Photo credit: : The Box (Plymouth Museums Galleries Archives)
I'm hoping that someone with a knowledge of eighteenth century fashion and clothing could help in establishing a date for this portrait catalogued as 'Mary Trelawney'. It is believed to be Mary Trelawny, mother of Samuel Pollexfen Trelawny who may be the subject of 'Samuel Trelawney' also in Plymouth Museum's collection (http://www.bbc.co.uk/arts/yourpaintings/paintings/samuel-trelawney). Mary was married in 1734 and Samuel born in 1737 so one would imagine dates of circa 1734 and 1744 respectively. However the two preceding generations of Trelawnys both contain a Mary and a Samuel so it is possible that both portraits may be two or three decades earlier than suggested.
Any information on the style of Mary's gown or on Samuel's clothing would be greatly appreciated to help tie down exactly which Trelawnys these are.
The style of this dress with its scoop neckline and decorative sleeves (seen in many portraits but perhaps the artist's embellishment,) the pearl drop earings and the hairstyle, do match very closely other portraits of around the same date-1734-37. I see no reason why the date of 1734 for this protrait is not correct. See attachments:
-Anne and Mary Tonson John Vanderbanke 1734
- John Gilbert and his children c 1733 Notts Archives
- Augusta , Princess of Wales, by Charles Philios c 1736. NPG2093
PS. I noticed the Joseph Highmore portrait of an unknown woman, 'previously called, Maria Gunning, Countess of Coventry', at Waddeson Manor on a visit there yesterday.Acc No 2170. ( see attachment) On the look out for portraits of same date as Mary's portrait. Maria Gunnings 's dress, hair etc are very similar, though the Highmore portrait is dated to 1745. I would suggest that the Waddeson Manor Highmore portrait is in fact also around 1734. By 1745 the dress style would have been very different.
If you have a look through The Complete Catalogue of Allan Ramsay's Paintings by Alastair Smart (1999) you will see that the type of costume worn by Mary was in fashion from at least 1735 to 1745.
Thank you both for your help, I think that establishes that we are looking at the right generation of Trelawnys.
Lou, I'm intrigued by your suggestion that the decorative sleeves may be the artist's embellishment, do you mean to imply that it was common practice to 'bling up' provincial portraits.
Dear Dave, I am referring to the fashion of artistic licence exercised in choice and depiction of elements of 17th century fashion styles in eighteenth century portraits of both men and women. Aileen Ribeiro has famously written all about this-the style is sometimes referred to as 'Van Dyke Dress'. It was mostly in the eye of the painter but actual examples of this type of dress made up especially for use in portraits do survive in Museum collections. Please see Ribeiro's texts:
RIBEIRO, Aileen, Some Evidence of the Influence of the Dress of the seventeenth century on Costume in eighteenth-century Female portraiture', The Burlington Magazine, Vol. 119, no.897, Dec. 1977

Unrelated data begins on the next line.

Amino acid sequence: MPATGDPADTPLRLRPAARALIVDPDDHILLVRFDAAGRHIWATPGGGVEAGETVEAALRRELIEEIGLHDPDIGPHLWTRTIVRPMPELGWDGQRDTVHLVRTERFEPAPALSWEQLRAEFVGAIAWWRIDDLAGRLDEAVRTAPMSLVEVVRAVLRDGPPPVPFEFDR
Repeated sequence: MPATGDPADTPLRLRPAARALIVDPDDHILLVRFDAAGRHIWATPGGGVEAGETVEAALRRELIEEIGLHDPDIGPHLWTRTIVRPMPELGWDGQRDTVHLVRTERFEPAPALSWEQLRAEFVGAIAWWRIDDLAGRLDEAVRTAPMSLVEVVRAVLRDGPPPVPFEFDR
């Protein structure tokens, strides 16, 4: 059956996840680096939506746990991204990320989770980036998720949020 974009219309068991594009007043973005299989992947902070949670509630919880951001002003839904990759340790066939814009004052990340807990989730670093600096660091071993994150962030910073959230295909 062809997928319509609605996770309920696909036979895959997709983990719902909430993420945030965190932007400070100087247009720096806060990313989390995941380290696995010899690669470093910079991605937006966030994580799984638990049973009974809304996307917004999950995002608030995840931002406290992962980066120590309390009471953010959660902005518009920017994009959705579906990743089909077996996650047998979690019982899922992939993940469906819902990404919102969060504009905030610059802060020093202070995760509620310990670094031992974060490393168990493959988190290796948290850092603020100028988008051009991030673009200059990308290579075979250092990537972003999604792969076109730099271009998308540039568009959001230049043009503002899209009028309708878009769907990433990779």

The Art of Dress, Fashion in England and France, 1750–1820, Yale Univ. Press.
Lou, thank you for the link, that's helped to clarify things for me.
There is another aspect of the painting that is interesting to me and that's the drapery at bottom left, which has presumably been pulled aside to reveal the sitter. I had assumed that, like the feigned oval, this was a commonly used pictorial device typical of the period. That is until I started to look for another example. So far I've drawn a blank. Can anyone recall (and perhaps link to) work/s with a similar use of this device?
I hope I'll be forgiven for resurrecting this thread but I thought it worth another try to see if I can generate some answers on the point I made in the post immediately above this one.
Has anyone come across the same or a similar use of drapery apparently pulled aside to reveal the sitter in other portraits from the same era? I have not been able to find a single example in paintings of the time. The nearest comparison I have found is in some contemporary engravings of historical subjects such as the English kings and worthies produced by George Vertue but no direct equivalent in a portrait of a contemporary commoner.
Hogarth uses it for one: http://www.bbc.co.uk/arts/yourpaintings/paintings/the-painter-and-his-pug-117666.
Though the illusion created here is different - is there any evidence that the work has been cut down?
I'd forgotten about the Hogarth, I suppose one remembers the dog first and foremost, although as you say the illusion (and perhaps the intention behind it's employment) is different in this case. And there are no obvious signs that the painting has been cut down, nor does the drapery in question appear to be a later addition, the varnish and craquelure all seem to be of a piece.
The last comments on this discussion were added three years ago. Would anyone like to contribute further?